The Lord Soames
|Governor of Southern Rhodesia|
11 December 1979 – 18 April 1980
|Succeeded by||Canaan Banana[nb 2]|
|Vice-President of the European Commission|
6 January 1973 – 5 January 1977
|European Commissioner for External Relations|
6 January 1973 – 5 January 1977
|Preceded by||Jean-François Deniau|
|Succeeded by||Wilhelm Haferkamp|
|Her Majesty's Ambassador to France|
September 1968 – 27 October 1972
|Preceded by||Patrick Reilly|
|Succeeded by||Edward Tomkins|
Arthur Christopher John Soames
12 October 1920
Penn, Buckinghamshire, England
|Died||16 September 1987 (aged 66)|
Odiham, Hampshire, England
|Resting place||St Martin's Church, Bladon|
|Relations||Winston Churchill (father‑in‑law)|
|Children||5; including Nicholas, Emma and Rupert|
|Parents||Arthur Granville Soames (father)|
|Alma mater||Royal Military College, Sandhurst|
Arthur Christopher John Soames, Baron Soames, British Conservative politician who served as a European Commissioner and the last Governor of Southern Rhodesia. He was previously Member of Parliament (MP) for Bedford from 1950 to 1966. He held several government posts and attained Cabinet rank.(12 October 1920 – 16 September 1987) was a
Early life and education
This section needs additional citations for verification. (April 2021)
Soames was born in Penn, Buckinghamshire, England, the son of Captain Arthur Granville Soames (the brother of Olave Baden-Powell, World Chief Guide, both descendants of a brewing family who had joined the landed gentry) by his marriage to Hope Mary Woodbine Parish. His parents divorced while he was a boy, and his mother married as her second husband Charles Rhys (later 8th Baron Dynevor), by whom she had further children including Richard Rhys, 9th Baron Dynevor.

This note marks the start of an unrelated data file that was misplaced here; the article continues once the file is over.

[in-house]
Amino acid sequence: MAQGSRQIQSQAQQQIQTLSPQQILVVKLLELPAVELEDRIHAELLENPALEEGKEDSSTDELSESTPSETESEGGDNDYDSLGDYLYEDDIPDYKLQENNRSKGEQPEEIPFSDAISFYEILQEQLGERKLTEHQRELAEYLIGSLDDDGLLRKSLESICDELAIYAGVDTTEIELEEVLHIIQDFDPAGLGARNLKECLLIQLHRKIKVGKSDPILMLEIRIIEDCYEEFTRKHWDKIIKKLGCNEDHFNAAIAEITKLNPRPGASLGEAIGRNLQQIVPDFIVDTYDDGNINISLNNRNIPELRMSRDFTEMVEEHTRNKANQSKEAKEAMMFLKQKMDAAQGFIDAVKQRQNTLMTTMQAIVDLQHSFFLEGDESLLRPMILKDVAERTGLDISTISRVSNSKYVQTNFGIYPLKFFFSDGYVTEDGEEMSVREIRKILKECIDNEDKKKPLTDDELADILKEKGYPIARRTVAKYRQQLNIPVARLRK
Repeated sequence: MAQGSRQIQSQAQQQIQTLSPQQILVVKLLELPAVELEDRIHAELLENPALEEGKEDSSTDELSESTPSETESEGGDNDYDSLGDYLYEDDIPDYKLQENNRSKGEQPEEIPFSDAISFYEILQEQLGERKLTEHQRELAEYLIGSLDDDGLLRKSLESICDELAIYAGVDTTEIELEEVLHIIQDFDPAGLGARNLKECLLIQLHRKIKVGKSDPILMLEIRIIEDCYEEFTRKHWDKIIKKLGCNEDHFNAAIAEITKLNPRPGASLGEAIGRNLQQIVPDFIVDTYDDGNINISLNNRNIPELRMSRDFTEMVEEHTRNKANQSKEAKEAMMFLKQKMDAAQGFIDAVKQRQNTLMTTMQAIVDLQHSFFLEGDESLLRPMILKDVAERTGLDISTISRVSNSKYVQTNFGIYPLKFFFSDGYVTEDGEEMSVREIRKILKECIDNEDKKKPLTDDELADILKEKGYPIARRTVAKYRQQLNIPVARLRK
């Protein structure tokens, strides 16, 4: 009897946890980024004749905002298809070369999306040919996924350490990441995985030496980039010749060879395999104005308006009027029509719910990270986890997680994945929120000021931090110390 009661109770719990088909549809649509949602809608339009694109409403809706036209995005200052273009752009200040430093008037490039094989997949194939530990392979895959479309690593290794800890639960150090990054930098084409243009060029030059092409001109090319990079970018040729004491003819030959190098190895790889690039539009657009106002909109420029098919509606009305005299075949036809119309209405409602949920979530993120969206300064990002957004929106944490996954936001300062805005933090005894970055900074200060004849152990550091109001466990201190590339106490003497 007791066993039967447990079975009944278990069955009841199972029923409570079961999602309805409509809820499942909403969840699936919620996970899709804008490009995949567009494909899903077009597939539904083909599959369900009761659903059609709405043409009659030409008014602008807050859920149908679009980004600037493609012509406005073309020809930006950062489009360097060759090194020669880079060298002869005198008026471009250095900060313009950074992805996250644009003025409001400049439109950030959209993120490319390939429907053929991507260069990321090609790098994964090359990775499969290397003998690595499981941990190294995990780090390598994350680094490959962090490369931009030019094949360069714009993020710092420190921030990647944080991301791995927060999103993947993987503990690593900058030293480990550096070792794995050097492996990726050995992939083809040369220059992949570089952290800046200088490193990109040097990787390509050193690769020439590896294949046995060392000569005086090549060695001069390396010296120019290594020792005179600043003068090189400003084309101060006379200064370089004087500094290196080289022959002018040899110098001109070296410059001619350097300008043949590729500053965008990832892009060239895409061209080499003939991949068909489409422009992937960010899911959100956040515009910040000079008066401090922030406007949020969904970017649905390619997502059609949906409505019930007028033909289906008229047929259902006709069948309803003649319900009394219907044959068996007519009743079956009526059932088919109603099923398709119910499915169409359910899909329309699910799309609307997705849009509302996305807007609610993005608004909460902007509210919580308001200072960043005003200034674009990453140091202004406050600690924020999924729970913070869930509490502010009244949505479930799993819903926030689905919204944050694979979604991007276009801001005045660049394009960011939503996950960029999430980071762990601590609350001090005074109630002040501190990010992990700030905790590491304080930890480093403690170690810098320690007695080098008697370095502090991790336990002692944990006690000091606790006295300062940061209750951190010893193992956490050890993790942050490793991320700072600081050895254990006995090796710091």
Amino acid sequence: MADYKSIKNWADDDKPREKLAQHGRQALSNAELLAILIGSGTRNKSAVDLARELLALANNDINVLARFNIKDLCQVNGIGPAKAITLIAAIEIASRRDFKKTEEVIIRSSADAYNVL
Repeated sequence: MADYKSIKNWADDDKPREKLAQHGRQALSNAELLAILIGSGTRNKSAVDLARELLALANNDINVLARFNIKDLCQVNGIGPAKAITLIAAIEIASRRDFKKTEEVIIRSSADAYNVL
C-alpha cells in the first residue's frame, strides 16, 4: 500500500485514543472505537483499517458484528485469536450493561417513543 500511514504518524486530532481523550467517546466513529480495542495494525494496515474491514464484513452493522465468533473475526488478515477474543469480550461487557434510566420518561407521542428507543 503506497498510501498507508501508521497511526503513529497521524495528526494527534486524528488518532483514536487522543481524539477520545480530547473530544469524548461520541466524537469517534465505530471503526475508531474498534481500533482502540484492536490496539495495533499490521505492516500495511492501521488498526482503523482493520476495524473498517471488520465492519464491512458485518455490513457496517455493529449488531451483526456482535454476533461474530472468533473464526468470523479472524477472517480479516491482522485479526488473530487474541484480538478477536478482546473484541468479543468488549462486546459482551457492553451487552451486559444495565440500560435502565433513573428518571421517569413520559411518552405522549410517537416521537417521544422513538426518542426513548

After military service during the Second World War, Soames served as the Assistant Military Attaché in Paris. He was the Conservative MP for Bedford from 1950 to 1966 and served under Anthony Eden as Under-Secretary of State for Air from 1955 to 1957 and under Harold Macmillan as Parliamentary and Financial Secretary to the Admiralty from 1957 to 1958. In the 1955 Birthday Honours he was invested as Commander of the Order of the British Empire (CBE).
In 1958 he was sworn of the Privy Council. He served under Macmillan as Secretary of State for War (outside the Cabinet) from 1958 to 1960 and then in the cabinets of Macmillan and his successor Alec Douglas-Home as Minister of Agriculture, Fisheries and Food from July 1960 to 1964. Home had promised to promote him to Foreign Secretary if the Conservatives won the 1964 general election, but they did not.
Between 1965 and 1966, Soames was Shadow Foreign Secretary under Edward Heath. He lost his seat in Parliament in the 1966 election. In 1968 Harold Wilson appointed him Ambassador to France, where he served until 1972. During his tenure as ambassador, he was involved in the February 1969 "Soames affair", following a private meeting between Soames and French president Charles de Gaulle, the latter offering bilateral talks concerning partnership for Britain in a larger and looser European union, the talks not involving other members. An offer the British government eventually refused and that for a time strained Franco-British relations. He was then a Vice-President of the European Commission from 1973 to 1976. He was created a life peer on 19 April 1978 as Baron Soames, of Fletching in the County of East Sussex.